At the time, they were a rough-and-ready solution to a simple problem: How to get rid of the broken rock from the bottom of the ever-deepening Deep Cut. Lockport was an isolated outpost surrounded by forests and swamps. The pioneer contractors working there had to make do with local materials, and timber was plentiful.
The resulting machines were primitive and dangerous, but apparently they did the job. It’s been said that they speeded up completion of the Deep Cut and the canal. Perhaps. But by the time they appeared on the line in 1824, perhaps late 1823, much of the excavation was already done. Maybe the problem wasn’t one of time, but space: Once the channel reached a certain depth, wheelbarrows and ramps became impractical and another solution was called for.
Modeling the machine
Catlin’s cranes are the work of an artist: fleeting, energetic and alive, they nevertheless contain very little practical detail. Which is why I’m so grateful to have found Lapham’s drawing, which was the work of a budding engineer. All of the details that we need to know about the machine are there with one exception: scale.
The ghostly, pencilled human and horse figures in Lapham’s drawing give us some idea of how big the cranes were, but determining a reasonable scale still took some experimentation. The placement of the cranes at intervals of 65–70 feet – as specified in the Memoir – was one factor, as was the need to provide enough room for the piles of stones.
For now, I’ve settled on a machine that’s 30 feet high, with a mast of 25 feet and a horizontal reach of 34 feet. The diagonal jib is about 45 feet long. The contractors who built the machines would have been felling a forest of old-growth trees – sugar maple, beech, oak, ash, and elm – so obtaining beams this size should not have been a problem.
It’s a simple machine and the model comes together quickly. We’ll make many variations to insert along the cut in the scene. Final details – including horses to provide power and teams of workers – will be added once the cranes are all in place.
A few details need to be nailed down before we can set up the Deep Cut scene. Some, such as the width of the cut, should be recorded somewhere in the historical record. Other details, like the size of the rock piles, can be calculated.
I’m still looking for a source on the dimensions of the cut. In the meantime we can start on the rock piles.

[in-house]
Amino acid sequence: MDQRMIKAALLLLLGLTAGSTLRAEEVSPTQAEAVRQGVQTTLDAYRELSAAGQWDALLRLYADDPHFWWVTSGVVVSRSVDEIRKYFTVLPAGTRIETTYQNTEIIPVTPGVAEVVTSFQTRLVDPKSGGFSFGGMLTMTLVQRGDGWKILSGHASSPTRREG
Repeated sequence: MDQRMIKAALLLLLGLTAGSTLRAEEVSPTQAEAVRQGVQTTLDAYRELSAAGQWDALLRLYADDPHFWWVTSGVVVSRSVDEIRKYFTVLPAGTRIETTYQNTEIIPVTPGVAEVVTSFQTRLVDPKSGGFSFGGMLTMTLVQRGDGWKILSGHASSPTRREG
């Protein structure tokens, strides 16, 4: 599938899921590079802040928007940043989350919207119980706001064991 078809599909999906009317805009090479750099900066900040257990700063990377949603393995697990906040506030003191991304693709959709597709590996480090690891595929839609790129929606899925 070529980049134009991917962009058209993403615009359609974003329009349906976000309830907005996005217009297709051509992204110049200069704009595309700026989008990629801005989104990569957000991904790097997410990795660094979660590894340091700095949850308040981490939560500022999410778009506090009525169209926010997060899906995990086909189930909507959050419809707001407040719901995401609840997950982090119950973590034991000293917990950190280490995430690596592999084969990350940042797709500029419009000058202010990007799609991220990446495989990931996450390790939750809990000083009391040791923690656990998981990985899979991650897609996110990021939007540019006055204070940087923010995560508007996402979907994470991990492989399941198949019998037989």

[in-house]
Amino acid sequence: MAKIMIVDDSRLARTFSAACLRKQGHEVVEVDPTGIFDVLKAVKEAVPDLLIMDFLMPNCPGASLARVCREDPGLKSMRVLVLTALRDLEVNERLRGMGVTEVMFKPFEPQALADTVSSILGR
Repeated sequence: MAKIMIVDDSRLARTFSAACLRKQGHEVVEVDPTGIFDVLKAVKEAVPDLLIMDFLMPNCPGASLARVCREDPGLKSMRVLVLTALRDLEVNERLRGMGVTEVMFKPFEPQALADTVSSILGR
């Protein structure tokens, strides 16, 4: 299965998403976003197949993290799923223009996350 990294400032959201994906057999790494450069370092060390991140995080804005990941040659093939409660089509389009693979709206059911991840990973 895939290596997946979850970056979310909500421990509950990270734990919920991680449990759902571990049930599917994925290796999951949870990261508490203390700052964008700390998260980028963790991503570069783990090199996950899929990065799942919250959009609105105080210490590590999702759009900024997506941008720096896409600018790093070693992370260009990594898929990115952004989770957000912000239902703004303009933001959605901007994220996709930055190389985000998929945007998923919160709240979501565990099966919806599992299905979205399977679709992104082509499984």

How tall were they? Contemporary sources describe them as “huge,” achieving heights of up to 50 feet.
Perhaps, but let’s see what a little math tells us.
When it comes to excavating stone, there are two important numbers: angle of repose and swell factor.
Angle of repose is the slope at which a pile of stone (or any material) remains stable. At a greater angle, gravity will overcome friction and the material will slide down the slope. For dolomite and broken rock, the angle of repose varies between 35 to 40 degrees. For now I will use the minimum angle of 35 degrees.
This makes it simple to calculate the size of a cone of broken stone 50 feet high. A 35-degree angle of repose yields a base diameter of about 143 feet.
As the tiny human figure standing next to the cone shows, this is a very large pile of rocks. Much too large based on the size of the canal cut shown in the adjacent profile. In fact, a cone this size would contain more than five times the amount of rubble that would be excavated from the cut. The crane needed to build this pile would also have to be a huge – at least 55 feet tall with a jib of about 90 feet.
Let’s approach the problem properly by starting with the volume of rock to be excavated. For this we need the second important number: swell factor.
Swell factor is the increase in volume that occurs when you break up solid material into smaller, irregular pieces. For dolomite, the factors that I’ve found vary between 50 and 67 percent, with a median of 66. We’ll use the median, which means that every 100 cubic feet of solid dolomite excavated yields 166 cubic feet of broken stone that must be piled up somewhere.
We don’t know the width of the cut yet, so for now I’ll assume a base width of 28 feet plus a 6-foot recess in one wall for the towpath. The maximum depth – which we do know – was 31.5 feet.
The cranes were placed between 60 and 70 feet apart along both sides of the canal. This means, on average, each crane handled a 32.5-foot-long section (the average distance of 65 feet divided by 2). Taking the swell factor into account, this means 50,766 cubic feet of broken stone would be lifted out of the cut by each crane.
This results in a more reasonable-looking pile. The cone would be about 29 feet high and 82 feet in diameter. This represents the maximum pile size at the deepest part of the cut. Elsewhere, the piles would be relatively smaller.
Of course, the rubble pile would not be a cone. The crane would distribute the rubble in an arc described by the tip of the jib. This would reduce the height and width somewhat, depending on the size of the arc and the length of the jib.
The math gets a little dicier now, but an equation can be plugged into Excel to test different volumes and slopes. Then functions can be used to generate the basic shape in Terragen.
After adding a few random displacements, the shape is covered with thousands of rocks. The result is shown at the top of this post. Many variations can be made and placed in the scene.
It may not be 50 feet tall, but it’s still an impressive pile of rocks.